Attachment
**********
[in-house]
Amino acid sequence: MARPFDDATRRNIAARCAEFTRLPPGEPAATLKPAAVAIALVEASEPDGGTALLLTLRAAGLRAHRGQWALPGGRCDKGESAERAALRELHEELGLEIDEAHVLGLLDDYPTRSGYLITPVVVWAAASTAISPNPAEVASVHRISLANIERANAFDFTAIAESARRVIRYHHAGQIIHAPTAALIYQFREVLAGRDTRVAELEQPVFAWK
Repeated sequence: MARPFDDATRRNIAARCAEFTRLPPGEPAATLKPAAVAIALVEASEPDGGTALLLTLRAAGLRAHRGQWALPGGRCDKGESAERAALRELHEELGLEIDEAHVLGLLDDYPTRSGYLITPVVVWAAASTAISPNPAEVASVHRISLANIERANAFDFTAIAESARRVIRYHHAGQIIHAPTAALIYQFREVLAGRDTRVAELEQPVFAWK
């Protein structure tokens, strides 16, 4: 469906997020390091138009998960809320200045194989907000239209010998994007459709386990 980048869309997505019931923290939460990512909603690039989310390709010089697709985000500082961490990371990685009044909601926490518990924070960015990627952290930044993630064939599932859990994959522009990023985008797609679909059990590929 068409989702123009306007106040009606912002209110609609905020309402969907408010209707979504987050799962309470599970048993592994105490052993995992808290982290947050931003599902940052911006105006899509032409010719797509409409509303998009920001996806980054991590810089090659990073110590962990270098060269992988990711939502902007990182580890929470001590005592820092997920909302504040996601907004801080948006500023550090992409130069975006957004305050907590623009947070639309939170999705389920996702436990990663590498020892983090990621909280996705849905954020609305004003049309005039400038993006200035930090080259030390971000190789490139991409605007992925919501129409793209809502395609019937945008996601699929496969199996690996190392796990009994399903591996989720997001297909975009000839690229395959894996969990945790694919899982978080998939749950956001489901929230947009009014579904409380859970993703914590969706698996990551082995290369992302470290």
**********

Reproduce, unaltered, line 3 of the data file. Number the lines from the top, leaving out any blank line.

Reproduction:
Repeated sequence: MARPFDDATRRNIAARCAEFTRLPPGEPAATLKPAAVAIALVEASEPDGGTALLLTLRAAGLRAHRGQWALPGGRCDKGESAERAALRELHEELGLEIDEAHVLGLLDDYPTRSGYLITPVVVWAAASTAISPNPAEVASVHRISLANIERANAFDFTAIAESARRVIRYHHAGQIIHAPTAALIYQFREVLAGRDTRVAELEQPVFAWK